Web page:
October 22, 2006

Usability testing: Communications Anyone?

Okay, so maybe i am on some sort of sick, twisted communications rant, since i have been mentioning the subject on my blog with a fiercely progressing speed. However, i related usability testing to communications. Let me first say though that i do agree with Karissa's relation of the subject to a draft. I am also a writer. My mind won't let me forget this fact.

Maybe it was just the first line of Dr. Jerz's article that kept communications on my mind the entire way through.

"The first rule of writing is "know your audience.""

As a communications professional, it is imperative to "know your audience." Not knowing can lead to a misdirected campaign, resulting in unwanted results or no results at all. This same rule, as Dr. Jerz states, relates to writing as well. The tie-ins here are obvious: Writing is a form of communication, thus (probably) the reason the "rules' coincide so much.

Usability testing reminds me of the background/secondary and primary research stages of a communications campaign. Within the background or secondary stage, one collects information about their target audience from other sources, other people, etc. Within the primary research stage, one collects information directly from the audience themselves. There are various ways this technique may be applied. There are surveys and such, for example, and also various sorts of "focus groups" where information is collected from a small segment of a perceived target audience. Usability testing seems like it could be applied to communications as one of the research techniques. Really, for a program or product, the only way to relay information is to test out the product.

However, when Dr. Jerz discusses usability testing, he is talking about the testing happening from the very first time a website is produced. It seems as though he is saying a website should be "tested" after each revision. As a writer, journalist, and communications professional, i understand. It is key in making sure you are communicating with the public or a specified audience.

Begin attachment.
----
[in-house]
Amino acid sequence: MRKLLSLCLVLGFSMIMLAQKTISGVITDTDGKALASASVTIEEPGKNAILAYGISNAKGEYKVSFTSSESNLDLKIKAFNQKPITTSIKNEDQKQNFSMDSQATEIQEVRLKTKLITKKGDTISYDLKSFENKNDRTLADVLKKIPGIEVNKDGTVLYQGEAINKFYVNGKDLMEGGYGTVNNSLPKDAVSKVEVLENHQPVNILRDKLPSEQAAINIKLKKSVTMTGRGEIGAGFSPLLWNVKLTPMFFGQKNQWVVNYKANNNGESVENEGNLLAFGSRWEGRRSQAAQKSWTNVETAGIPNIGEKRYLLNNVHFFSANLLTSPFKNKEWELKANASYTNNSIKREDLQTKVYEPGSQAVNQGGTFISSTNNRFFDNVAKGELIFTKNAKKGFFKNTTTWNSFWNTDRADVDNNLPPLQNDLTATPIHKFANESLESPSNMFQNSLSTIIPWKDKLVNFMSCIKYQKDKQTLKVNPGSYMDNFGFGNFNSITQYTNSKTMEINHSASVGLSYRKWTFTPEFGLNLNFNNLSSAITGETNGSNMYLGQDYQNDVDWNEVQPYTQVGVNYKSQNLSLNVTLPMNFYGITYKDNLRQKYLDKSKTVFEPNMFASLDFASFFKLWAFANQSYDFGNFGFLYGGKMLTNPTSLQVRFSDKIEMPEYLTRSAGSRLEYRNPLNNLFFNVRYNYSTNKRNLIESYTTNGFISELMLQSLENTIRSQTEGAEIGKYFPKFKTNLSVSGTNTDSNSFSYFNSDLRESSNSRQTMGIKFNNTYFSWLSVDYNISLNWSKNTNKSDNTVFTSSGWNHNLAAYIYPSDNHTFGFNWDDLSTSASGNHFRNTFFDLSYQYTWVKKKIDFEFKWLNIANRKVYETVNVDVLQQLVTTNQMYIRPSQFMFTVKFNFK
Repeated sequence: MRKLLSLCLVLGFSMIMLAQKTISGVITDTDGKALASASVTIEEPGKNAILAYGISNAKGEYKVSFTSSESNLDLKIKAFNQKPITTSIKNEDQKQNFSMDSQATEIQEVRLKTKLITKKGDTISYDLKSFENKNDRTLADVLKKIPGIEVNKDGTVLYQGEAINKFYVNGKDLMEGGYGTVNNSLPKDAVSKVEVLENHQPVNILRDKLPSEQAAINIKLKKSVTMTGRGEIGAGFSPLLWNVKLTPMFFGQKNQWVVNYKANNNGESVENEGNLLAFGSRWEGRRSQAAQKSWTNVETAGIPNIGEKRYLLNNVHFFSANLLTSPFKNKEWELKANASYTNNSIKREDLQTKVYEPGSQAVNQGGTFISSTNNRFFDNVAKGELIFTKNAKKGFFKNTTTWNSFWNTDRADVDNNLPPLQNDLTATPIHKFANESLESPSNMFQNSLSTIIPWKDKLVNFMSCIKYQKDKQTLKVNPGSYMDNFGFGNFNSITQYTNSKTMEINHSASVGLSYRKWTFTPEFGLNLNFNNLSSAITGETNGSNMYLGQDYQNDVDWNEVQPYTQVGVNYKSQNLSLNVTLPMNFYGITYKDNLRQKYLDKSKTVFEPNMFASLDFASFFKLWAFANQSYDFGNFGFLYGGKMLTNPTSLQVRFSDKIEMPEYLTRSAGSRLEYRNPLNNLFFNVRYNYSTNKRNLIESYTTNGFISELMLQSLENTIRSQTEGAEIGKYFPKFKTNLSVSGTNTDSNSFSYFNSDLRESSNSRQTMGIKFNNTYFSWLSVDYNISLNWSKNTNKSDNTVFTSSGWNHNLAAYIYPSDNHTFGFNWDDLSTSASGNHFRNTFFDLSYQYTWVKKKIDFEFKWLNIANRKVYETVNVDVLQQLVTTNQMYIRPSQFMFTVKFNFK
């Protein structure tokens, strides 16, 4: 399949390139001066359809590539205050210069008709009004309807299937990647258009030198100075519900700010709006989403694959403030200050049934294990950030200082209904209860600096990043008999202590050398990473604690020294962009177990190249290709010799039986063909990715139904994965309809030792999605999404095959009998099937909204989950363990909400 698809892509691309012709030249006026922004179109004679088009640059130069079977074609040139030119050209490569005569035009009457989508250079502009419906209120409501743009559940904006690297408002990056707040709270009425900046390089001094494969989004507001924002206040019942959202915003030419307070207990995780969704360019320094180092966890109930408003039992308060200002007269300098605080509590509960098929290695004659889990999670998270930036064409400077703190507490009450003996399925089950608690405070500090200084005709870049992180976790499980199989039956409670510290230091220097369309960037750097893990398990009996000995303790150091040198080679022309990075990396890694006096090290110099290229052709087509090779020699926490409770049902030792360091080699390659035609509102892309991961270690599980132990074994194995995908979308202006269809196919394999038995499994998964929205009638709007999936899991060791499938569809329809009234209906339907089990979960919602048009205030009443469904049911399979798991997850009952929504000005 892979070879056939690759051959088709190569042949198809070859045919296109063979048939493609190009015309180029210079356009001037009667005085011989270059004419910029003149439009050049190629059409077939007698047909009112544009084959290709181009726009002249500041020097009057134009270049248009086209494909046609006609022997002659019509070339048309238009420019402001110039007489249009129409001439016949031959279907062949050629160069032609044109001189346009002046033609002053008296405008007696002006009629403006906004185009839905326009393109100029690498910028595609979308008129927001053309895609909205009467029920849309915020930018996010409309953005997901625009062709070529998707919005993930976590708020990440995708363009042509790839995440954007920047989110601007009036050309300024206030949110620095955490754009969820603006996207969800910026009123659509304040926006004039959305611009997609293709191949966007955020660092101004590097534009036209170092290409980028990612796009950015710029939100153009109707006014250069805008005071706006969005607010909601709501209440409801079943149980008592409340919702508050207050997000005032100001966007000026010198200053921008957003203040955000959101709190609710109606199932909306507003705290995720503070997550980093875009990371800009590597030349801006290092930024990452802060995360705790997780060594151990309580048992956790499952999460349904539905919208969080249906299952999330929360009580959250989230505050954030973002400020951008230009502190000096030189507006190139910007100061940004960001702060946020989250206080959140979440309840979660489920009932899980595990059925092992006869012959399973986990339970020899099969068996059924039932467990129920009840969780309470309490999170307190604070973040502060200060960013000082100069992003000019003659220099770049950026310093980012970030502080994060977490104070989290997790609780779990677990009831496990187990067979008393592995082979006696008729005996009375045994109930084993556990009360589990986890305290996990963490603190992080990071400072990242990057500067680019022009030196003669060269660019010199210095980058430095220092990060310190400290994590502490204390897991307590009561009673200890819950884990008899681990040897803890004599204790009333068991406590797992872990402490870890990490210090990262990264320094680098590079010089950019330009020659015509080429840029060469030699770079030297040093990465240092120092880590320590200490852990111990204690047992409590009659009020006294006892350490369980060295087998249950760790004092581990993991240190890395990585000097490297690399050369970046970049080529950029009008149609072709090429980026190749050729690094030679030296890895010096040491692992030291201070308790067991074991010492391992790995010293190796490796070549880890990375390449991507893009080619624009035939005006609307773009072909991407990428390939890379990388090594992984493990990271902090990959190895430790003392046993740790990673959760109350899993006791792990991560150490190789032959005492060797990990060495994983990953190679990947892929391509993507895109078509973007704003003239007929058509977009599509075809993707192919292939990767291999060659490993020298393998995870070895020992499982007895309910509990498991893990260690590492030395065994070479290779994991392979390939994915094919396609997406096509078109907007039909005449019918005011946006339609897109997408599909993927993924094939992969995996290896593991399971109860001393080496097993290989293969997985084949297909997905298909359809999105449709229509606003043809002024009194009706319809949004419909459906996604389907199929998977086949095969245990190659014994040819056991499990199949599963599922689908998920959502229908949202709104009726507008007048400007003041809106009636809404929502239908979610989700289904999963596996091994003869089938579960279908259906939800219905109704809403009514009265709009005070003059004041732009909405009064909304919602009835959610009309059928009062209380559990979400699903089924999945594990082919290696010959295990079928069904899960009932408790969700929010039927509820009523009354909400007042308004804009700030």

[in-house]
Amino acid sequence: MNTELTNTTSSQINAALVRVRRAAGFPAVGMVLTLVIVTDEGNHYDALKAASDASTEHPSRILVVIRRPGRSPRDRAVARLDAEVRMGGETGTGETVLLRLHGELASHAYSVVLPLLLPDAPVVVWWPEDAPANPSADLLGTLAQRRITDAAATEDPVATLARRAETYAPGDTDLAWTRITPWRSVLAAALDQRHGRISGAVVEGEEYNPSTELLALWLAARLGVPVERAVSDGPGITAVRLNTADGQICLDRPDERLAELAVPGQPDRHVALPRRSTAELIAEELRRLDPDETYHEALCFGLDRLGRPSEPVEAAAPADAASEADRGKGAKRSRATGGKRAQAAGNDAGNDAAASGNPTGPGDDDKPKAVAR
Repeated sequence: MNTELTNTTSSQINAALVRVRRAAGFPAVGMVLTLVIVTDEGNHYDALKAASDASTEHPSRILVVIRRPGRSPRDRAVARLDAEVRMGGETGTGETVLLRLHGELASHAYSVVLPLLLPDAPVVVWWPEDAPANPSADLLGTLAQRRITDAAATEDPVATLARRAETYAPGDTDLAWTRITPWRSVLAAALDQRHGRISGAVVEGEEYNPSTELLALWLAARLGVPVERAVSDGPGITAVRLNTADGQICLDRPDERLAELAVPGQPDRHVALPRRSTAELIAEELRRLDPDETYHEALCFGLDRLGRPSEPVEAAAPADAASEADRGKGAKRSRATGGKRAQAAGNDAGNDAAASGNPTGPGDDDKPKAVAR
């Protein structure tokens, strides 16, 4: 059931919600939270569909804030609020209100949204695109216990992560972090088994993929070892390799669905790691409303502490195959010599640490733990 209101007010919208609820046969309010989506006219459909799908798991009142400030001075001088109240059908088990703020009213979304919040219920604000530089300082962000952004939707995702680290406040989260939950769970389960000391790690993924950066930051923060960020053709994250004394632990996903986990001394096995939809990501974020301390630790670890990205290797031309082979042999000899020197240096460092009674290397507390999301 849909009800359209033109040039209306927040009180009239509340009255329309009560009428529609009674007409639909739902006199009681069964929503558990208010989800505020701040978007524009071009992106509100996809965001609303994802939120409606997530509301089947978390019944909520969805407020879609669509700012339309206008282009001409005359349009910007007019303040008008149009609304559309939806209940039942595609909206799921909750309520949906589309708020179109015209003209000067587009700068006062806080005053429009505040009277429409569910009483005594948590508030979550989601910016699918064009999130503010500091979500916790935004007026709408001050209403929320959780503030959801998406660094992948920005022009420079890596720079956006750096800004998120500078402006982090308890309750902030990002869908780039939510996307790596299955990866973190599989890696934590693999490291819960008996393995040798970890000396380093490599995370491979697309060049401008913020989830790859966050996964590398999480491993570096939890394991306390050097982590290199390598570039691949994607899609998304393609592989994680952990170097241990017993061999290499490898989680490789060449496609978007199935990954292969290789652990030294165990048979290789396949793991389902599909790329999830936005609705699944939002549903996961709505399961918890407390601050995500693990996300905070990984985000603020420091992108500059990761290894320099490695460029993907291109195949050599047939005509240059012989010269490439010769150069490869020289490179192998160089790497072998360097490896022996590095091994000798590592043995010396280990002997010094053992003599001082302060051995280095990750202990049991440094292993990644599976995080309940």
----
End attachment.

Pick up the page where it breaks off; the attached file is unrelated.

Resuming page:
Within communications, i see the technique being applied more to something that is already in existence. For instance, somebody wants to revamp their website, okay, let's make it into a campaign goal. One of the ways to research a better website would be to have target audiences interact with what is already present. I suppose though, if the campaign goal was to expand the customer base, buidling a website may be one of the objectives, which would then be tested to determine how effective it is.

Ultimately, usability testing is a great idea, and a tactic i feel i am already familiar with (at least, with learning about it.) I think though, like any communications tactic, usability testing must be circumstantial to the audience, the goal, the rough objectives, etc. In order for usability testing to work, it must be applied in the right atmosphere, with all the right surrounding circumstances.

Posted by Lori Rupert at October 22, 2006 10:41 PM
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